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FBI's Chabinsky Defines and Describes Cybercriminal Operations at FOSE

Neil Schwartzman writes: Steven R. Chabinsky, Deputy Assistant Director, Cyber Division of the Federal Bureau of Investigation gave a keynote at the GovSec/FOSE Conference in Washington, D.C., March 23, 2010. Full text of the speech heremore»

Spamhaus Uncovers Fake DNSBL: nszones.com

Neil Schwartzman writes: Spamhaus has uncovered a fake spam filter company which was pirating and selling DNSBL data stolen from major anti-spam systems including Spamhaus, CBL and SURBL, republishing the stolen data under the name "nszones.com". more»

Email User Safety At Risk - MAAWG Consumer Survey 2010

The 2010 version of the now-annual Messaging Anti-abuse Working Group (MAAWG) 'Email Security Awareness and Usage Report' was released yesterday. While un-belied by the title, the vernacular name might get a bit more attention: "The MAAWG Consumer Email Survey". ... Consumers were surveyed in North America and across Europe with variety of questions from computer expertise and savvy, to their preferences of email. more»

A Look Inside a Global Cybercrime Ring

A special report by Reuters reveals the inner workings of a cybercrime ring operating out of Ukrain. From the report: "Hundreds of computer geeks, most of them students putting themselves through college, crammed into three floors of an office building in an industrial section of Ukraine's capital Kiev, churning out code at a frenzied pace. They were creating some of the world's most pernicious, and profitable, computer viruses. According to court documents, former employees and investigators, a receptionist greeted visitors at the door of the company, known as Innovative Marketing Ukraine. Communications cables lay jumbled on the floor and a small coffee maker sat on the desk of one worker..." more»

Memory Cards of 3,000 Vodafone Mobiles Infected With Malware

Close to 3,000 memory cards in HTC Magic phones may be infected with malware after initial assumption by the company, Vodafone, that it was an isolated incident when first discovered by a customer. "It is unclear how the batch of memory cards became infected and an investigation is under way, said a spokesman for Vodafone in Spain. There are no problems with either the HTC Magic phone or its Android OS. The malware only affected phones sold in Spain." more»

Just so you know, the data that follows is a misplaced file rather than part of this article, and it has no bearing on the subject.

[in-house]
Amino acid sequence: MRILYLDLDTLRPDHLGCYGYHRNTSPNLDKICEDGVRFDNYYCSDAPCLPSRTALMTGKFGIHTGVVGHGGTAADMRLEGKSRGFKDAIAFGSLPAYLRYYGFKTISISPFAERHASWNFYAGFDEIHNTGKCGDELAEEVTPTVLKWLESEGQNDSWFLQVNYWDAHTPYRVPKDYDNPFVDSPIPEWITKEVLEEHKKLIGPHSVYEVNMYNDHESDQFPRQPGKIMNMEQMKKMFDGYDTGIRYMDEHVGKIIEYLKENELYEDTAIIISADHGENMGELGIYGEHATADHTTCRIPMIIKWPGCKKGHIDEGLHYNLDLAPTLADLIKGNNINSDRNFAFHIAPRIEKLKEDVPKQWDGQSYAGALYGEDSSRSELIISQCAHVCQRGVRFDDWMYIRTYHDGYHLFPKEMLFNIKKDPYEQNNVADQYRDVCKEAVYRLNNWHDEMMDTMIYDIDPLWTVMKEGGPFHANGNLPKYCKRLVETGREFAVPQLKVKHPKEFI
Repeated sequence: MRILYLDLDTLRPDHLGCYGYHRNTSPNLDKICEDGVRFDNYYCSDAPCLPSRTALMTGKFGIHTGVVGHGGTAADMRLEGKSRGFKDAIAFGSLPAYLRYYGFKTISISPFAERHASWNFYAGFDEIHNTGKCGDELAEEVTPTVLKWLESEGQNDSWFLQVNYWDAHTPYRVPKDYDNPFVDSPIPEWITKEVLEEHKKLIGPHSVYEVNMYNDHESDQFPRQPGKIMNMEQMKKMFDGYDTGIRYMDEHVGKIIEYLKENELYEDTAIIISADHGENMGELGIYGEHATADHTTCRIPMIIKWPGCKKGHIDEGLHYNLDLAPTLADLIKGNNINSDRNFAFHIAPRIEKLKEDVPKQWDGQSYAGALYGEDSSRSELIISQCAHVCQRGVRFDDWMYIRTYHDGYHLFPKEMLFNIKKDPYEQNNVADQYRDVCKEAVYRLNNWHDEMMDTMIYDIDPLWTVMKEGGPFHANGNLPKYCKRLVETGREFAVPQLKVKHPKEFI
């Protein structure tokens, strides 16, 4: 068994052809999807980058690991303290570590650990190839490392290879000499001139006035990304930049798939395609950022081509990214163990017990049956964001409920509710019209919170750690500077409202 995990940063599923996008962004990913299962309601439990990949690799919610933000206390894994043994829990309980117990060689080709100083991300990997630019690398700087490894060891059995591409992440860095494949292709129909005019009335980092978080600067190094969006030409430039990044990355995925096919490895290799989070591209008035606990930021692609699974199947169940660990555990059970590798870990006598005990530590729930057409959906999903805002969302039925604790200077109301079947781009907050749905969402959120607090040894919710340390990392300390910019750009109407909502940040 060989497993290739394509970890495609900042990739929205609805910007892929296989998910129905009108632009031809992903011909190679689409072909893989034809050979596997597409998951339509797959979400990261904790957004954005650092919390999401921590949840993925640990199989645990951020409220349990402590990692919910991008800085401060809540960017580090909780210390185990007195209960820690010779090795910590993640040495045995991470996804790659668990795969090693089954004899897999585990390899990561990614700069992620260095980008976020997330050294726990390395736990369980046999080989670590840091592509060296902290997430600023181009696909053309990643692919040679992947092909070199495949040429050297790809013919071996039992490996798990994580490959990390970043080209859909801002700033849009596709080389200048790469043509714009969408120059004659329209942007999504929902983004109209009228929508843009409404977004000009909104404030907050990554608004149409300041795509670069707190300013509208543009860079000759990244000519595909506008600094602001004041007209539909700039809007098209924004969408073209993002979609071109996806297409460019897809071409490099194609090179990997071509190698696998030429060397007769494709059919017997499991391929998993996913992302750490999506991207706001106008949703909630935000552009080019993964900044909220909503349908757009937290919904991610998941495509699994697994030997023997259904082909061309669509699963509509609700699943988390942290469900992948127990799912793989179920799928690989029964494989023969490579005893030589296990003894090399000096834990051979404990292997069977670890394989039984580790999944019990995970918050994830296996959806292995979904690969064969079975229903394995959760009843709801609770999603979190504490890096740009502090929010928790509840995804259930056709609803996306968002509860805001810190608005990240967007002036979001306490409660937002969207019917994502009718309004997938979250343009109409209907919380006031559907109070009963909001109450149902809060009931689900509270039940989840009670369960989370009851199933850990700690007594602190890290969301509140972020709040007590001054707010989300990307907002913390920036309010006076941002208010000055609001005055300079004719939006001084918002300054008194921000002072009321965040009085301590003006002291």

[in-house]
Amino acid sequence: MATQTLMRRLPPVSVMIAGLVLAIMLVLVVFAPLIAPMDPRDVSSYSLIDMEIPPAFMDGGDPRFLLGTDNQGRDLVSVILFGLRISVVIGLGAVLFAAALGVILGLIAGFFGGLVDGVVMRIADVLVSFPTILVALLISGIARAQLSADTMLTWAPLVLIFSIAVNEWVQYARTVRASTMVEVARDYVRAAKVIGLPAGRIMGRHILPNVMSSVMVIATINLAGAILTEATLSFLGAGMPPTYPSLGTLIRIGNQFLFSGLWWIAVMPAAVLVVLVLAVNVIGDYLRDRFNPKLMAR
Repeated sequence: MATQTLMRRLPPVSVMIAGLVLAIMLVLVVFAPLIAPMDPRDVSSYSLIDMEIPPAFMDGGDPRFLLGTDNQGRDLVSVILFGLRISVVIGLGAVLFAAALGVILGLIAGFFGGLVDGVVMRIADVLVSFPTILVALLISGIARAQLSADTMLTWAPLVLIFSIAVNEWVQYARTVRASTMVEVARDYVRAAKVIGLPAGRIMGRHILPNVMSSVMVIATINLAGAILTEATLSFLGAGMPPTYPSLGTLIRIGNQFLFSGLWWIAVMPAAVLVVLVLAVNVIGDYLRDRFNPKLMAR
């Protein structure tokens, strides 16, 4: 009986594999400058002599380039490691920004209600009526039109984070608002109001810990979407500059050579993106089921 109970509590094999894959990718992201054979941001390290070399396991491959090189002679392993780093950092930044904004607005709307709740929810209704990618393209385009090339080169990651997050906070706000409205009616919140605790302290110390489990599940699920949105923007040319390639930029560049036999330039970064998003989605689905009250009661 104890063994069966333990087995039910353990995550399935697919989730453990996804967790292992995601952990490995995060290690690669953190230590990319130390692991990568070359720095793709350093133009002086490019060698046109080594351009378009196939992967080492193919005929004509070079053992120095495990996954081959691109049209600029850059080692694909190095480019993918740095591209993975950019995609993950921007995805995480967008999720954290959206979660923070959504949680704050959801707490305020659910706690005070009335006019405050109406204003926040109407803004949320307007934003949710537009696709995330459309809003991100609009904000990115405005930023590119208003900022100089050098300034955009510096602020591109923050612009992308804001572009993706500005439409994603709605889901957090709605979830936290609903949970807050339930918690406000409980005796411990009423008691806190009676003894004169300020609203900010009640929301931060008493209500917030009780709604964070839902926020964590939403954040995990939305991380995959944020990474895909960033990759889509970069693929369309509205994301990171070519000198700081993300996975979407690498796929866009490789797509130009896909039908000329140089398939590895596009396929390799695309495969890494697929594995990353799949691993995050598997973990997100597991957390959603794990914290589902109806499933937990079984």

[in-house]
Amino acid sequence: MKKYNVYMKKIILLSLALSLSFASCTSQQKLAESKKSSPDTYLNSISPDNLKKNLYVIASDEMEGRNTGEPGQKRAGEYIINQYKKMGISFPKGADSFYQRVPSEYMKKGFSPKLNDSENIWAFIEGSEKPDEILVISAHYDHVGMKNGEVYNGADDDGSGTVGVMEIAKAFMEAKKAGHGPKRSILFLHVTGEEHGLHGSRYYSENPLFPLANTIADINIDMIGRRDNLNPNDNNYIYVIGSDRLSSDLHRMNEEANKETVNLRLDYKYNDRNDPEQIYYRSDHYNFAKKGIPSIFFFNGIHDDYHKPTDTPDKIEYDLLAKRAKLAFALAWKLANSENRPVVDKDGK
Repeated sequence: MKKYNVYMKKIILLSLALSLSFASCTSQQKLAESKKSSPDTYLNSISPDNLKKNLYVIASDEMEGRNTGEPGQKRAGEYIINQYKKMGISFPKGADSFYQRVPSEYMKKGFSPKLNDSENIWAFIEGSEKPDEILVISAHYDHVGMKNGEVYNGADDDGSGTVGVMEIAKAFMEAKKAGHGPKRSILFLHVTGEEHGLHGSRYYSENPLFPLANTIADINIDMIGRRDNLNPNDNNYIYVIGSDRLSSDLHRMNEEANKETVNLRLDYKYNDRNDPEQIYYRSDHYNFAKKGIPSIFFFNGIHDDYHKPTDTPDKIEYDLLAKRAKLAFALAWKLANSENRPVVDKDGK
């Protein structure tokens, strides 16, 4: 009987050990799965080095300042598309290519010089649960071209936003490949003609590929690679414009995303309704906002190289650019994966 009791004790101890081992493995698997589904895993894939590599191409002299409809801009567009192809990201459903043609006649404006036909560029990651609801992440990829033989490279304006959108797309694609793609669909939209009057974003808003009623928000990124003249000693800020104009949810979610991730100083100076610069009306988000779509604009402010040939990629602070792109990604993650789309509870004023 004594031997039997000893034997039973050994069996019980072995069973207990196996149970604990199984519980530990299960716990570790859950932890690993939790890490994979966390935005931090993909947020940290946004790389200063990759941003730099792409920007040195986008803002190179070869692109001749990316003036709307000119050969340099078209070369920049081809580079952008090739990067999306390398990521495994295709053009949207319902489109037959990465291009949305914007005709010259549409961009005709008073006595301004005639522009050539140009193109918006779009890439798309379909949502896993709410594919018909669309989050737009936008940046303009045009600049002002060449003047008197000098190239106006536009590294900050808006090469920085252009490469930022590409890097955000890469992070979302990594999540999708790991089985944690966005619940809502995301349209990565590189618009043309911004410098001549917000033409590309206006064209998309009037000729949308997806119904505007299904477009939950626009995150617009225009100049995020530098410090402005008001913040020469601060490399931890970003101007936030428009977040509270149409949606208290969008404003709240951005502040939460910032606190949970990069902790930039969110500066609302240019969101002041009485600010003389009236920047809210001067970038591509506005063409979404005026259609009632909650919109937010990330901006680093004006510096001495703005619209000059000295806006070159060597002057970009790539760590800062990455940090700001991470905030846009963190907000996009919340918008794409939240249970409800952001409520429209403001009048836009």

Another One (Partially) Bites the Dust

Following in the footsteps of Lethic, Waledac and Mariposa, yet another botnet has been taken offline. Not completely, though, it was only a partial disconnect. The Zeus botnet, also known as Zbot, is a trojan password stealer that captures passwords and sends them to the attacker. more»

Chuck Norris Botnet and Broadband Routers

Last week Czech researchers released information on a new worm which exploits CPE devices (broadband routers) by means such as default passwords, constructing a large DDoS botnet. Today this story hit international news... The spread of insecure broadband modems (DSL and Cable) is extremely wide-spread, with numerous ISPs, large and small, whose entire (read significant portions of) broadband population is vulnerable. more»

Australia Booting Infected Computers Off Their Networks

The Australian has a good article describing the efforts some of their ISPs are making in an attempt to clean up their act: the government is encouraging ISPs to detect computers on their network that are infected and part of botnets, and to communicate to the customer that their system is compromised... Unless the customer feels a little bit of pain they will not change their ways. more»